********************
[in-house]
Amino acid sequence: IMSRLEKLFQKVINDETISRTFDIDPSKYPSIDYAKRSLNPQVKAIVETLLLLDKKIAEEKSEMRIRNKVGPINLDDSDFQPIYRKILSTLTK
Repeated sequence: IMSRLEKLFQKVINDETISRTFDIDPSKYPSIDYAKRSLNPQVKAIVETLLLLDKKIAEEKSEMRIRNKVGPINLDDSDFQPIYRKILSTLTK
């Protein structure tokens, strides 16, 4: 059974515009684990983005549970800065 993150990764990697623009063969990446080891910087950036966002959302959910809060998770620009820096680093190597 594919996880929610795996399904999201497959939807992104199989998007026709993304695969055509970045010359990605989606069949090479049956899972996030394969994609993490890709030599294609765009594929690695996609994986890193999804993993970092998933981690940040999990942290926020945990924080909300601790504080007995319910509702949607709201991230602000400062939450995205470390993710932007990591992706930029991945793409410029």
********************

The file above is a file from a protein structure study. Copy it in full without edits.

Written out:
[in-house]
Amino acid sequence: IMSRLEKLFQKVINDETISRTFDIDPSKYPSIDYAKRSLNPQVKAIVETLLLLDKKIAEEKSEMRIRNKVGPINLDDSDFQPIYRKILSTLTK
Repeated sequence: IMSRLEKLFQKVINDETISRTFDIDPSKYPSIDYAKRSLNPQVKAIVETLLLLDKKIAEEKSEMRIRNKVGPINLDDSDFQPIYRKILSTLTK
């Protein structure tokens, strides 16, 4: 059974515009684990983005549970800065 993150990764990697623009063969990446080891910087950036966002959302959910809060998770620009820096680093190597 594919996880929610795996399904999201497959939807992104199989998007026709993304695969055509970045010359990605989606069949090479049956899972996030394969994609993490890709030599294609765009594929690695996609994986890193999804993993970092998933981690940040999990942290926020945990924080909300601790504080007995319910509702949607709201991230602000400062939450995205470390993710932007990591992706930029991945793409410029």